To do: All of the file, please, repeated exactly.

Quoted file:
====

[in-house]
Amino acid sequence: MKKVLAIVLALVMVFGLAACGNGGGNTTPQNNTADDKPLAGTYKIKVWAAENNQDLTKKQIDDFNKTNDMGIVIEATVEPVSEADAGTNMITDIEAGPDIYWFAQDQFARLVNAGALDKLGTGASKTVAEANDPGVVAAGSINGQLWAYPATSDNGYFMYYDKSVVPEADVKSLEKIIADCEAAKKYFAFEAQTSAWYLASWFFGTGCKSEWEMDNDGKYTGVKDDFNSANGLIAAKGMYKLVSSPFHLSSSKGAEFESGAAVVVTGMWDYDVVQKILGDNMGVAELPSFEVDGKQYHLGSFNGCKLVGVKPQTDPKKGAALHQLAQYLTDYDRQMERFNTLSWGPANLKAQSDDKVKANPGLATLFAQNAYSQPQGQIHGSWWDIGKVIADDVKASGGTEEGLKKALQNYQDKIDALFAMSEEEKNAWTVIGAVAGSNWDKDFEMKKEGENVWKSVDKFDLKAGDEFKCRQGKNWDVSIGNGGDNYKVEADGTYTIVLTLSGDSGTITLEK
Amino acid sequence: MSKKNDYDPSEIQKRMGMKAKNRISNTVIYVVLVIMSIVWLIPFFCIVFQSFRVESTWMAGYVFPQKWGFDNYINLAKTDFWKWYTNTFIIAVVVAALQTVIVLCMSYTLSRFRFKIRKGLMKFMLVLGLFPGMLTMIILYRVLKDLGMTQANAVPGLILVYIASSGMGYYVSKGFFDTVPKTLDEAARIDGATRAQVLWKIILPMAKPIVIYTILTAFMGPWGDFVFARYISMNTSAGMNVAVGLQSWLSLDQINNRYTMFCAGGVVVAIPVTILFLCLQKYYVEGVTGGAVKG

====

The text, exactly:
[in-house]
Amino acid sequence: MKKVLAIVLALVMVFGLAACGNGGGNTTPQNNTADDKPLAGTYKIKVWAAENNQDLTKKQIDDFNKTNDMGIVIEATVEPVSEADAGTNMITDIEAGPDIYWFAQDQFARLVNAGALDKLGTGASKTVAEANDPGVVAAGSINGQLWAYPATSDNGYFMYYDKSVVPEADVKSLEKIIADCEAAKKYFAFEAQTSAWYLASWFFGTGCKSEWEMDNDGKYTGVKDDFNSANGLIAAKGMYKLVSSPFHLSSSKGAEFESGAAVVVTGMWDYDVVQKILGDNMGVAELPSFEVDGKQYHLGSFNGCKLVGVKPQTDPKKGAALHQLAQYLTDYDRQMERFNTLSWGPANLKAQSDDKVKANPGLATLFAQNAYSQPQGQIHGSWWDIGKVIADDVKASGGTEEGLKKALQNYQDKIDALFAMSEEEKNAWTVIGAVAGSNWDKDFEMKKEGENVWKSVDKFDLKAGDEFKCRQGKNWDVSIGNGGDNYKVEADGTYTIVLTLSGDSGTITLEK
Amino acid sequence: MSKKNDYDPSEIQKRMGMKAKNRISNTVIYVVLVIMSIVWLIPFFCIVFQSFRVESTWMAGYVFPQKWGFDNYINLAKTDFWKWYTNTFIIAVVVAALQTVIVLCMSYTLSRFRFKIRKGLMKFMLVLGLFPGMLTMIILYRVLKDLGMTQANAVPGLILVYIASSGMGYYVSKGFFDTVPKTLDEAARIDGATRAQVLWKIILPMAKPIVIYTILTAFMGPWGDFVFARYISMNTSAGMNVAVGLQSWLSLDQINNRYTMFCAGGVVVAIPVTILFLCLQKYYVEGVTGGAVKG